Louise Glück writes out of that tradition. The poems in Firstborn (1968), her first collection of poetry, are spare, intense, introspective, hermetic, and dark. Her models have been well disguised; it is hard to know precisely who influenced her, although she has clearly read a great deal of poetry, including some of her Surrealist contemporaries. Far more so than in her later books, she’s after startling images: “Beans sour in their pot. I watch the lone onion/Floating like Ophelia,” she writes in the title poem. In another one, the sunset leaks like blood from a steak. The range of styles, too, is more varied than is usually the case with her. Each of Glück’s other collections tends to be in a single voice, each poem composed in similar manner to emphasize the unity of subject matter and vision. Nonetheless, many of her obsessions are already present in her first collection. There are childhood memories, bits about her parents and her lovers, and a number of poems in a voice other than her own. Notwithstanding some awkward writing, Firstborn is still a strong book, though not as indelible as her next one.
If anything, her vision is even darker in The House on Marshland (1975), but the poems that come out of it are quite unlike anything in American poetry. In Glück’s world, the separation between the external and internal reality becomes so blurred that one is often not sure which is which. She makes everything both familiar and odd. We have no idea where any of it is happening and it doesn’t matter in the least. The feeling of dread is pervasive; not fear, because fear always has a definite object that is feared, but a kind of vague metaphysical horror that Sylvia Plath was familiar with and for which there’s no cure. Dread individualizes. In The House on Marshland we are in the presence of an imagination we have not encountered before. It’s as if every inanimate and living thing for her was a dark mirror where one discovers reflections of oneself and remainders of one’s dreams.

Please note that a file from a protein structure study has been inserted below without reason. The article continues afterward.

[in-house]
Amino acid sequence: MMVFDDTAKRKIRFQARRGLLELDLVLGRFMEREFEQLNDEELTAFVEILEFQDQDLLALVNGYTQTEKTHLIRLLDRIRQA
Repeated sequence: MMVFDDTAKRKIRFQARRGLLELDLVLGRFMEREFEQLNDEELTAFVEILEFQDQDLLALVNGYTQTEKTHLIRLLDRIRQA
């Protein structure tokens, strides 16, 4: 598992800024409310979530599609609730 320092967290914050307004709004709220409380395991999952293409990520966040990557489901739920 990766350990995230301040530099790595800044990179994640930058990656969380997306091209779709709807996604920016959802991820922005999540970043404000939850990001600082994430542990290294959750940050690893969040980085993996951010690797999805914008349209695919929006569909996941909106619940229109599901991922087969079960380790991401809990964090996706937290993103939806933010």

Night covers the pond with its wing.
Under the ringed moon I can make out
your face swimming among minnows and the small
echoing stars. In the night air
the surface of the pond is metal.
Within, your eyes are open. They contain
a memory I recognize, as though
we had been children together. Our ponies
grazed on the hill, they were gray
with white markings. Now they graze
with the dead who wait
like children under their granite breastplates,
lucid and helpless:
The hills are far away. They rise up
blacker than childhood.
What do you think of, lying so quietly